Validity of the maximum oxygen deficit accumulated as an index of the anaerobic capacity
To assess the validity of the maximal accumulated oxygen deficit (MAOD) as a measure of the anaerobic capacity, the following variables were determined in twenty nine male Physical Education students: the DMOA, the blood lactate concentration at the end of a exhausting supramaximal bout 120 % VO2max, the maximal and the mean power attained during a Wingate test, and the muscle mass of the legs by dual X-ray absorptiometry. A relationship was found between the MAOD and the blood lactate concentration at the end of the supramaximal bout (r=0.43, p<0.05, n=28). MAOD was also related with both the work performed and the accumulated VO2 achieved during the supramaximal exercise (r=0.59, p<0.001, n=28 y r=0.56, p<0.01, n=29, respectively). The blood lactate concentration at the end of the supramaximal exercise was correlated with the work performed during the supramaximal exercise (r=0.49, p<0.01, n=27). This relationship was stronger after accounting for differences in legs muscle mass (r=0.65, p<0.001, n=26). No relationship was found between MAOD and Wingate maximal and mean power output, even after accounting for differences in legs muscle mass. Neither there was a relationship between the maximal or mean power attained during the Wingate and the blood lactate concentration at the end of the supramaximal exercise. Despite that theoretically the MAOD is the best non-invasive procedure to assess the anaerobic capacity, the weakness of the relationship between MAOD and other variables commonly used in the assessment of the anaerobic qualities limits its interest from a practical perspective.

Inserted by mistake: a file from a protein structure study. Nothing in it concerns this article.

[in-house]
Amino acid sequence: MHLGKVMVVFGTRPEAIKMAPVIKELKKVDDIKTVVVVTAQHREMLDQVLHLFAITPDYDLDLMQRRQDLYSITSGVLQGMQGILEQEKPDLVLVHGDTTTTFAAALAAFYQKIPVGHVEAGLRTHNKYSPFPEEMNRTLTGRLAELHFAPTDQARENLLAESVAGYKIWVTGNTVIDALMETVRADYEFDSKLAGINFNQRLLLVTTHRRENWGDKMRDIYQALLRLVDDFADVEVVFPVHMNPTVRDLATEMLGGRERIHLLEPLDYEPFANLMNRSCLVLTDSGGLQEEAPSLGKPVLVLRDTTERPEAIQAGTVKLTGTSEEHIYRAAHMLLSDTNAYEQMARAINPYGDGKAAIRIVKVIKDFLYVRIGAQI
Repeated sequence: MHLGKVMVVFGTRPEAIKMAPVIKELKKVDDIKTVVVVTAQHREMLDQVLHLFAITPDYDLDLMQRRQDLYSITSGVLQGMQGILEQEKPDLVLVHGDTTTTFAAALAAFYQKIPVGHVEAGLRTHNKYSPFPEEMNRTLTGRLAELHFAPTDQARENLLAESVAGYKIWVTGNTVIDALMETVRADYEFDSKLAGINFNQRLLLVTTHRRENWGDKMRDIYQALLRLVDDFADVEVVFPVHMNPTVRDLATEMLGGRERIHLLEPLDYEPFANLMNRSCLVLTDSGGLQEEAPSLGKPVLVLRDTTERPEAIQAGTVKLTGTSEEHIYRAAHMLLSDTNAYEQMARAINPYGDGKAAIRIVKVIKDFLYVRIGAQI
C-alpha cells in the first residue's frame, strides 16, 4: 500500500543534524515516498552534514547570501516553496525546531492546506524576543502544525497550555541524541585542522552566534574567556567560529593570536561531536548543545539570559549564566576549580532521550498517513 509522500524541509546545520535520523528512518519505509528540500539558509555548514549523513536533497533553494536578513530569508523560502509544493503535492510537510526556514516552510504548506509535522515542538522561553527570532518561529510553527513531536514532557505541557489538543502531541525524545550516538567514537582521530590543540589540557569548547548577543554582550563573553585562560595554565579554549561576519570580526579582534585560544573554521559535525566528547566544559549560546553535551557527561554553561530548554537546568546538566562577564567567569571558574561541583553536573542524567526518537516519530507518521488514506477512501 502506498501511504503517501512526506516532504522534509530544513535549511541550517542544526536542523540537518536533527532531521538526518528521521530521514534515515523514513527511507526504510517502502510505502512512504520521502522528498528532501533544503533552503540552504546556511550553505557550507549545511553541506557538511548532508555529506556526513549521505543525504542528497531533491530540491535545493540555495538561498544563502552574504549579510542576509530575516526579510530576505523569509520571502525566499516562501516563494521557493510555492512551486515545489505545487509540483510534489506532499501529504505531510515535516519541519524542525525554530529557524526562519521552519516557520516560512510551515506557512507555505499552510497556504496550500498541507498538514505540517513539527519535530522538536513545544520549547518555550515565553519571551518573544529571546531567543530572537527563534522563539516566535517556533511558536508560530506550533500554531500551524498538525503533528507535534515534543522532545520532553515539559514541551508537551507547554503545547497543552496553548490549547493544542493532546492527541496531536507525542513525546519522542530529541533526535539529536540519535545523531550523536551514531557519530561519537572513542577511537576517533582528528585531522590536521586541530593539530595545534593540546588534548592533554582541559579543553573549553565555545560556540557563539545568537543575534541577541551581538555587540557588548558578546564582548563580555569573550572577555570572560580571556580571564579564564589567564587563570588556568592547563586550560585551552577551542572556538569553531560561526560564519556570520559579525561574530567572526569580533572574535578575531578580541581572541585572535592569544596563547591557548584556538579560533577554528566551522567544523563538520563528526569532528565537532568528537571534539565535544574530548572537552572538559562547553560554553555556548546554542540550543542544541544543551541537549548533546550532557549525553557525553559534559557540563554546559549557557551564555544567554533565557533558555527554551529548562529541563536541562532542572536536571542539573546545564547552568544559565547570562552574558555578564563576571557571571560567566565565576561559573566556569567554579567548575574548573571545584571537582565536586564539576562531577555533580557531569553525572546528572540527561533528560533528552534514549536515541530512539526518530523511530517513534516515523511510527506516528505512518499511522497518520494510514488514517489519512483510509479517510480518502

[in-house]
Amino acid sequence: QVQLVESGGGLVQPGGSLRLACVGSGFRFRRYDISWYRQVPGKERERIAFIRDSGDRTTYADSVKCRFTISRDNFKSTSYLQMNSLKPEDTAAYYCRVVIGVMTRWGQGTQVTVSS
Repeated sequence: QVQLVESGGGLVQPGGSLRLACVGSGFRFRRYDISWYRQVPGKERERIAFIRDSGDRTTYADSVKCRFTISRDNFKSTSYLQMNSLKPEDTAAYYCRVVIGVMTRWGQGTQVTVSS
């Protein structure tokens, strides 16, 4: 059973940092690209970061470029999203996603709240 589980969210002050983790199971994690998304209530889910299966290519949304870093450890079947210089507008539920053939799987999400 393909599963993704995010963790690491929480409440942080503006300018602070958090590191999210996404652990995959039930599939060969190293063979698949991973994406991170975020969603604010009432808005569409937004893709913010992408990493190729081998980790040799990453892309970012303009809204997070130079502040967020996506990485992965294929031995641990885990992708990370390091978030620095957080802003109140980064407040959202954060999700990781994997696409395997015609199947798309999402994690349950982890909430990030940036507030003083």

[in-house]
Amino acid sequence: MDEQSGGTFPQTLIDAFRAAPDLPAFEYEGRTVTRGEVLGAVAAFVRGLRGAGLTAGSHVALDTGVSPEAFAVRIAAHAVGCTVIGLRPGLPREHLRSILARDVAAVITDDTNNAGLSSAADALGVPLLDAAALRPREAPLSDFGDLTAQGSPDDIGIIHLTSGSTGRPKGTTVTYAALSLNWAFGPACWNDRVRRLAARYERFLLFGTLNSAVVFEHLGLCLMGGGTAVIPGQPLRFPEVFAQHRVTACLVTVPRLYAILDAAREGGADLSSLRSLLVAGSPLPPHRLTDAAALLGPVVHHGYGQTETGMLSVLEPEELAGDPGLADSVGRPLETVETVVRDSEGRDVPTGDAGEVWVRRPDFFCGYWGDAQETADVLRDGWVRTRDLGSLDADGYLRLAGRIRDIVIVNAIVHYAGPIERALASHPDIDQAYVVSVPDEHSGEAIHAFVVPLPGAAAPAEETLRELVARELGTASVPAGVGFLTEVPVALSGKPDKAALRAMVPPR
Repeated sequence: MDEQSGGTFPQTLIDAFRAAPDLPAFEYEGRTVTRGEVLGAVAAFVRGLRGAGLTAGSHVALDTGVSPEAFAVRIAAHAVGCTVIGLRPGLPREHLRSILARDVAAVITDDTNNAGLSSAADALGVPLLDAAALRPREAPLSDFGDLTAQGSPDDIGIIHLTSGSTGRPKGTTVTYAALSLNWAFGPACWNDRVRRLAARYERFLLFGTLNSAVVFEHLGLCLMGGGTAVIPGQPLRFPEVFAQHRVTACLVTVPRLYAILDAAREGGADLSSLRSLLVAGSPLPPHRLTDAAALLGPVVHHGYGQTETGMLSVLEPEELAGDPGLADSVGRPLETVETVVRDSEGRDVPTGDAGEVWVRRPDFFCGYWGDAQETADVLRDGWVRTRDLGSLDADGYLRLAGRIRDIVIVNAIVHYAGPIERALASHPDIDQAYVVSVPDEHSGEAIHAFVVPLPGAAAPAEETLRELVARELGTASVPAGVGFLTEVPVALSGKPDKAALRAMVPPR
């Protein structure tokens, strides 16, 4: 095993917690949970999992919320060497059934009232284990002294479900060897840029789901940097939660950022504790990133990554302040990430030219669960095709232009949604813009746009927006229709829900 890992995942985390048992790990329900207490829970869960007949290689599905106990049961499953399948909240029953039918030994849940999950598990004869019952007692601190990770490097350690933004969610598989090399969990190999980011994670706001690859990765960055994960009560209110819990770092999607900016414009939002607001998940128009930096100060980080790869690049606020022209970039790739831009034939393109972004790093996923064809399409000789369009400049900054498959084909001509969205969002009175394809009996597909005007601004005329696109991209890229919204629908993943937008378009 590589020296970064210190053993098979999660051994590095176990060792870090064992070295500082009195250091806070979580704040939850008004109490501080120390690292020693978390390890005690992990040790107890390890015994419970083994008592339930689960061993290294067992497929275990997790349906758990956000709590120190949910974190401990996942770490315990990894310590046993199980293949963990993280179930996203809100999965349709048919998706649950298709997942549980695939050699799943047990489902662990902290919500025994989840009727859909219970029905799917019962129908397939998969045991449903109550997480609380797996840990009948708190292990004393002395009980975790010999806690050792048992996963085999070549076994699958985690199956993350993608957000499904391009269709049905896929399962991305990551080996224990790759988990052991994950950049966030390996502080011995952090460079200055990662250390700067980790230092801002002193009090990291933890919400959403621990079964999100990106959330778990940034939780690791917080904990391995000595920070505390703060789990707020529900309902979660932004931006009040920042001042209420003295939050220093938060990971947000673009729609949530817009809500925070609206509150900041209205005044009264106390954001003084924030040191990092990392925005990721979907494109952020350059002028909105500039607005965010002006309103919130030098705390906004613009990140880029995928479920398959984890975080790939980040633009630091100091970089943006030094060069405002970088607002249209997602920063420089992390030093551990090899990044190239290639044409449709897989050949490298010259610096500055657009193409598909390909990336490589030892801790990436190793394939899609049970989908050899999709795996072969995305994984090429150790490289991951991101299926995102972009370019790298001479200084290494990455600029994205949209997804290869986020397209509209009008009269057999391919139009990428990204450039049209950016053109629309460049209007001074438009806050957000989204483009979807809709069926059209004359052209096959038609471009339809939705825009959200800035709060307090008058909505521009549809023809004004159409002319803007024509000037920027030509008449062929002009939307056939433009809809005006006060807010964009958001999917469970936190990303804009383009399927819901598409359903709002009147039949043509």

KEY WORDS: Oxygen deficit, anaerobic capacity, performance, validity, fitness.